Why should brands be concerned?
The double edged sword of the ecommerce boom
From fashion to adult toys, cosmetics to outdoor apparel; the incredible growth of ecommerce has meant that online retailers and shops are now able to engage with a much wider audience, bringing about the potential for far greater profits. The shift in consumer behavior from the more traditional way of shopping on the high street to buying products online has led to an explosion in the ecommerce industry.
However, this boom in online shopping has also been met with a huge influx of counterfeit versions of goods, appearing online in ever more sophisticated and at times hard-to-detect product listings across a wide variety of channels and online retail giants. Between 2008 and 2013, the European Union Intellectual Property Office (EUIPO) showed an 80 percent growth in global counterfeiting, and this trend is unlikely to stop any time soon
While it’s difficult to measure the exact size of the counterfeit industry, the International Chamber of commerce estimates that the total value of international trade in counterfeit goods may reach record levels of $991 billion by 2022, which is almost double the size it was in 2015. Some of the main industries affected include footwear, clothing, leather goods, watches, perfume and toys. Alibaba, Aliexpress and Amazon are frequently used by counterfeiters, where they can sell their products alongside real versions at a lower price, as opposed to selling them to dealers in bulk quantities. It is these smaller-scale purchases shipped directly to customers which make it harder for online retailers to monitor and harder for them to enforce penalties on infringing vendors.
Social media and brandjacking
Another growing concern is the number of fake products found on social media. Consumer Electronics Net reports on a study conducted by online brand protection firm, Red Points, which looked into the number of counterfeit soccer jerseys sold on social media channels such as Facebook and Instagram. According to this research, the number of counterfeit shirts detected on Facebook had reached 45% by 2017, while in 2015 this number was just 2.2%.
Brand Quarterly, an online trade magazine for brand owners, highlights the scale and implications of “brandjacking”; where fake goods imposters can impersonate a brand by leveraging content and imagery, keyword manipulation, fake URLs and other techniques which deter traffic away from the genuine brand. All of this ultimately leads to lost revenue, a damaged brand reputation, and innumerably more consequences facing underprepared brands.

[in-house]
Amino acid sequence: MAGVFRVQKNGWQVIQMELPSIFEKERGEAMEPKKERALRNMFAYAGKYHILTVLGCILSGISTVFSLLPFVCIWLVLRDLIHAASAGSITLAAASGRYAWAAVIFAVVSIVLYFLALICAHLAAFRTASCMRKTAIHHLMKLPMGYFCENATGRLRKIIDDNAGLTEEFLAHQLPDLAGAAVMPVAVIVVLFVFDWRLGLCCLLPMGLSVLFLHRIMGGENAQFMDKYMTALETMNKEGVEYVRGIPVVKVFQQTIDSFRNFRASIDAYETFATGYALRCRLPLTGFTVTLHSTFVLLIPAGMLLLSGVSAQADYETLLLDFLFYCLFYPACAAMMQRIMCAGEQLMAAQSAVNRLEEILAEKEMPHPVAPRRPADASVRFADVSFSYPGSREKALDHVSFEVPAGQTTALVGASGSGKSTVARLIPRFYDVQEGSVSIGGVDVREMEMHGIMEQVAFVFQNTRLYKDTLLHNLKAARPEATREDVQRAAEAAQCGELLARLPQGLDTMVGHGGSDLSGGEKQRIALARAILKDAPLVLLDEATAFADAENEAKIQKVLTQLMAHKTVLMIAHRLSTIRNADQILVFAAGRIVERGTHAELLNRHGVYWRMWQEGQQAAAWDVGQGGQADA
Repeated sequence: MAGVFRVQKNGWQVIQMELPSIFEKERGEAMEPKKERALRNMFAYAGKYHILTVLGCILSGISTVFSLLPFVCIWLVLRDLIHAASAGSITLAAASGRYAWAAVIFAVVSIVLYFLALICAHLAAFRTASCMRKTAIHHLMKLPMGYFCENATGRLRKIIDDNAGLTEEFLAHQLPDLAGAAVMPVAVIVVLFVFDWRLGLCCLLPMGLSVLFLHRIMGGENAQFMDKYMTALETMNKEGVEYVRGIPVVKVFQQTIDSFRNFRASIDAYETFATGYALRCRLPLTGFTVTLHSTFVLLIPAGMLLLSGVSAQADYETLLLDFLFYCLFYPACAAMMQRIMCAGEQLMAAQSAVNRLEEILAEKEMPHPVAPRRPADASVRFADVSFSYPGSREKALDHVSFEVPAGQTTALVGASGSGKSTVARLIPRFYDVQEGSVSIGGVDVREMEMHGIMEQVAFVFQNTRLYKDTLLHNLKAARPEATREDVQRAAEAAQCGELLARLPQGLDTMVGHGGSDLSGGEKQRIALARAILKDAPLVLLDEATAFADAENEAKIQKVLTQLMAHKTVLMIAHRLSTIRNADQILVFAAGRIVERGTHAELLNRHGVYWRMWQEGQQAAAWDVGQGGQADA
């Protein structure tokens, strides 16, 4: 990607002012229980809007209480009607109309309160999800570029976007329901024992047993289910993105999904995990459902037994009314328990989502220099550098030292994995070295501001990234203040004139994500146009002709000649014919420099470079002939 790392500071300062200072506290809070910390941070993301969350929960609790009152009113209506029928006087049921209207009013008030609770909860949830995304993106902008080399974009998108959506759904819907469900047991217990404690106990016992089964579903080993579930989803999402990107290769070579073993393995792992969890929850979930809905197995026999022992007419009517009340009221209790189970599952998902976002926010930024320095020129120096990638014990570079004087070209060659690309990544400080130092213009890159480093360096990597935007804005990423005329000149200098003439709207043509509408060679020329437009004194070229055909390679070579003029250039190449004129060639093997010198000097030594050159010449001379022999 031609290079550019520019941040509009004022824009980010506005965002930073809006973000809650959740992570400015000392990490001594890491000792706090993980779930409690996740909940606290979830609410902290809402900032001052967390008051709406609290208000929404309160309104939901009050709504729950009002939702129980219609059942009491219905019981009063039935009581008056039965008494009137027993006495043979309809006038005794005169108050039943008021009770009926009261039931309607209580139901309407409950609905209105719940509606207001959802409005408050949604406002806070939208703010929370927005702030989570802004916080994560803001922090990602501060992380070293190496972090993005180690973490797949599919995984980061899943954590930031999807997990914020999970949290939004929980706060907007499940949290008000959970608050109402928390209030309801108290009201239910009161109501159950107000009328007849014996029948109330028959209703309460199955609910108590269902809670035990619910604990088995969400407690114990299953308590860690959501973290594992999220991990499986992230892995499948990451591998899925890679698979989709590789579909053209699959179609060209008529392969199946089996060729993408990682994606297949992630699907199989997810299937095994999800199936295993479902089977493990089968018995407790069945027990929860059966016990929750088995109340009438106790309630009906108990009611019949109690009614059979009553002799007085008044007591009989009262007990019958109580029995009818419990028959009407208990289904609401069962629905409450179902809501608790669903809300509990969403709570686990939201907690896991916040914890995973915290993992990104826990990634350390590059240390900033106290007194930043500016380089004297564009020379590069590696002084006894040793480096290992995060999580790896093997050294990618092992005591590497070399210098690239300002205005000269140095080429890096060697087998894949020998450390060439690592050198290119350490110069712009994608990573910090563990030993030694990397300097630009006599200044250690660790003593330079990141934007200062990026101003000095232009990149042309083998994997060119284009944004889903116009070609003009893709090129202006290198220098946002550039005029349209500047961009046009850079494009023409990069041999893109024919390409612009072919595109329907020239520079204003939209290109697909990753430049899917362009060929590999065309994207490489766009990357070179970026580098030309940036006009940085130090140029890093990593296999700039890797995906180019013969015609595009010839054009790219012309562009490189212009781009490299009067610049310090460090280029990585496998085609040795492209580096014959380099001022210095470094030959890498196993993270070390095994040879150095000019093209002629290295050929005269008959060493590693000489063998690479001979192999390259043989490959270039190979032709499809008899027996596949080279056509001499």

This diverse range of tricks adopted by counterfeiters to sell their products complicates the problem further and has rendered time-consuming, manual detection methods and costly legal services inferior in comparison to online brand protection methods. Such methods use machine learning and image recognition technology to detect intellectual property (IP) infringements within hours of them appearing on an online marketplace.
What steps can IP owners take to protect their assets online?
Legally register your intellectual property
In order to protect your patent, design or trademark and be able to enforce a legal obligation for a counterfeit to be removed online, it’s essential that you first register your IP. It’s also recommendable for you to speak with an intellectual property legal expert for you to find out the trademark needs of your enterprise. Rights holders in America can register their IP with the United States Patent and Trademark Office or the US Copyright Office. Those who want to register intellectual property in Europe can find a full and detailed explanation on the European Union Intellectual Property Office’s (EUIPO) website. You can also find a full list of national level authorities on the WIPO Directory of Intellectual Property Offices.
Register your intellectual property with
In recent years, large-scale ecommerce platforms such as Amazon, eBay and Alibaba have experienced many problems with counterfeit goods being sold to consumers; this has forced both Amazon and eBay to act accordingly and tackle the issue. Amazon created Amazon Brand Registry and eBay rolled out VeRO. On these platforms, brand owners can register their intellectual property and then use this as proof of ownership to request the removal of counterfeit versions of their brands. Alibaba also set up the Alibaba Anti-Counterfeiting Alliance to allow big companies to be able to collaborate and combat together against IP infringement.
Purchase variations of your domain name
Cybersquatting is a common way for IP infringers to hijack both brands and traffic volume form authentic companies. Cybersquatters will purchase variations of a brands’ domain name in an attempt to appear legitimate. One way to pre-empt cybersquatting is to beat the infringers to it and buy variations before they do. Consider:
- punctuation differences (e.g. consumer-electronics-net.com)
- spelling errors (e.g. cconsumerelectronicsnet.com)
- extension differences (e.g. consumerelectronicsnet.co.uk)
- typing errors (e.g. comsumerelectronicsnet.com)
- and generic differences (e.g. theconsumerelectronicsnet.com)
Online brand protection software The explosion in ecommerce has also seen a number of online brand protection companies sprout up in order for them to fight against the problems brands are faced with online. Brand protection software is able to scan the internet using targeted keywords and image recognition to identify fake versions of products and other related intellectual property infringements. This combination requires little human interaction and allows brands to make time- and cost- saving measures.